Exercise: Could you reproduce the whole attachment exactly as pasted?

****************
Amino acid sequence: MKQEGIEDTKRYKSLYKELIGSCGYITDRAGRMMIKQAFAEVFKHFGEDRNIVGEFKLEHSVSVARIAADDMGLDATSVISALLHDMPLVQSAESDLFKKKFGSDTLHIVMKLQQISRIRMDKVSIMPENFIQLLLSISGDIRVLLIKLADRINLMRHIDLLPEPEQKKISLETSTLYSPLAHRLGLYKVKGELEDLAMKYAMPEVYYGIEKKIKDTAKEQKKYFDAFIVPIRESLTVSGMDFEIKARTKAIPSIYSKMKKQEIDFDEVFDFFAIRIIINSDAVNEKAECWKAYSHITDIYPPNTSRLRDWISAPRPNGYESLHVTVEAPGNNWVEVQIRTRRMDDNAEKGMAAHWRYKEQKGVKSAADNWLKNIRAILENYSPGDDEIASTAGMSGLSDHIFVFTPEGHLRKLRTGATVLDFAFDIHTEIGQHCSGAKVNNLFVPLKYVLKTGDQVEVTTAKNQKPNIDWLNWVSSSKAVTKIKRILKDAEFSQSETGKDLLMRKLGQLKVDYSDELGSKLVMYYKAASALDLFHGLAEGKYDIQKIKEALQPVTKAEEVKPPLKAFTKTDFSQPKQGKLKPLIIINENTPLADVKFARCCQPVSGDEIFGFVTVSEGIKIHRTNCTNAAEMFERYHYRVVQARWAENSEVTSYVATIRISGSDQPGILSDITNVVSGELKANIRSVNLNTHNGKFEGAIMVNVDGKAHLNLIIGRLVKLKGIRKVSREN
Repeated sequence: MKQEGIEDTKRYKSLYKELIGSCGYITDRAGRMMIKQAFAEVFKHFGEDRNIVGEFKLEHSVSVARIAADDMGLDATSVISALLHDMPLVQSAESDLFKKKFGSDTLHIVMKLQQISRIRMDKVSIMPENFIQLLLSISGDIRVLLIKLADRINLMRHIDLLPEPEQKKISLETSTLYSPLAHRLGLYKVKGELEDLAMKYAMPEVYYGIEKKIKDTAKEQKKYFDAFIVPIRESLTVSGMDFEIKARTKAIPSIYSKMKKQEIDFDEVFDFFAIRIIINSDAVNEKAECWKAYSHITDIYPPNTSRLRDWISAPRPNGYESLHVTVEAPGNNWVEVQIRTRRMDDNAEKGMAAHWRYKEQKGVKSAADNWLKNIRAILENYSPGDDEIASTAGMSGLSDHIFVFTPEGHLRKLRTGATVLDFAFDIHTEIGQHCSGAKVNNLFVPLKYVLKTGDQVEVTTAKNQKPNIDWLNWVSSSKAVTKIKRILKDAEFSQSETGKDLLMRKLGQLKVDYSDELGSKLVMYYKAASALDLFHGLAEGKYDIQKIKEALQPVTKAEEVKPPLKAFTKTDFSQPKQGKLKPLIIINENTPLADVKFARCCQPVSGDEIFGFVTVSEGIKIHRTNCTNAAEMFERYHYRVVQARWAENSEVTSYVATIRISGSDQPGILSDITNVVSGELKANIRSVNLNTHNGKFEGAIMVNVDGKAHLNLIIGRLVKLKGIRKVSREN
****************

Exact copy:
Amino acid sequence: MKQEGIEDTKRYKSLYKELIGSCGYITDRAGRMMIKQAFAEVFKHFGEDRNIVGEFKLEHSVSVARIAADDMGLDATSVISALLHDMPLVQSAESDLFKKKFGSDTLHIVMKLQQISRIRMDKVSIMPENFIQLLLSISGDIRVLLIKLADRINLMRHIDLLPEPEQKKISLETSTLYSPLAHRLGLYKVKGELEDLAMKYAMPEVYYGIEKKIKDTAKEQKKYFDAFIVPIRESLTVSGMDFEIKARTKAIPSIYSKMKKQEIDFDEVFDFFAIRIIINSDAVNEKAECWKAYSHITDIYPPNTSRLRDWISAPRPNGYESLHVTVEAPGNNWVEVQIRTRRMDDNAEKGMAAHWRYKEQKGVKSAADNWLKNIRAILENYSPGDDEIASTAGMSGLSDHIFVFTPEGHLRKLRTGATVLDFAFDIHTEIGQHCSGAKVNNLFVPLKYVLKTGDQVEVTTAKNQKPNIDWLNWVSSSKAVTKIKRILKDAEFSQSETGKDLLMRKLGQLKVDYSDELGSKLVMYYKAASALDLFHGLAEGKYDIQKIKEALQPVTKAEEVKPPLKAFTKTDFSQPKQGKLKPLIIINENTPLADVKFARCCQPVSGDEIFGFVTVSEGIKIHRTNCTNAAEMFERYHYRVVQARWAENSEVTSYVATIRISGSDQPGILSDITNVVSGELKANIRSVNLNTHNGKFEGAIMVNVDGKAHLNLIIGRLVKLKGIRKVSREN
Repeated sequence: MKQEGIEDTKRYKSLYKELIGSCGYITDRAGRMMIKQAFAEVFKHFGEDRNIVGEFKLEHSVSVARIAADDMGLDATSVISALLHDMPLVQSAESDLFKKKFGSDTLHIVMKLQQISRIRMDKVSIMPENFIQLLLSISGDIRVLLIKLADRINLMRHIDLLPEPEQKKISLETSTLYSPLAHRLGLYKVKGELEDLAMKYAMPEVYYGIEKKIKDTAKEQKKYFDAFIVPIRESLTVSGMDFEIKARTKAIPSIYSKMKKQEIDFDEVFDFFAIRIIINSDAVNEKAECWKAYSHITDIYPPNTSRLRDWISAPRPNGYESLHVTVEAPGNNWVEVQIRTRRMDDNAEKGMAAHWRYKEQKGVKSAADNWLKNIRAILENYSPGDDEIASTAGMSGLSDHIFVFTPEGHLRKLRTGATVLDFAFDIHTEIGQHCSGAKVNNLFVPLKYVLKTGDQVEVTTAKNQKPNIDWLNWVSSSKAVTKIKRILKDAEFSQSETGKDLLMRKLGQLKVDYSDELGSKLVMYYKAASALDLFHGLAEGKYDIQKIKEALQPVTKAEEVKPPLKAFTKTDFSQPKQGKLKPLIIINENTPLADVKFARCCQPVSGDEIFGFVTVSEGIKIHRTNCTNAAEMFERYHYRVVQARWAENSEVTSYVATIRISGSDQPGILSDITNVVSGELKANIRSVNLNTHNGKFEGAIMVNVDGKAHLNLIIGRLVKLKGIRKVSREN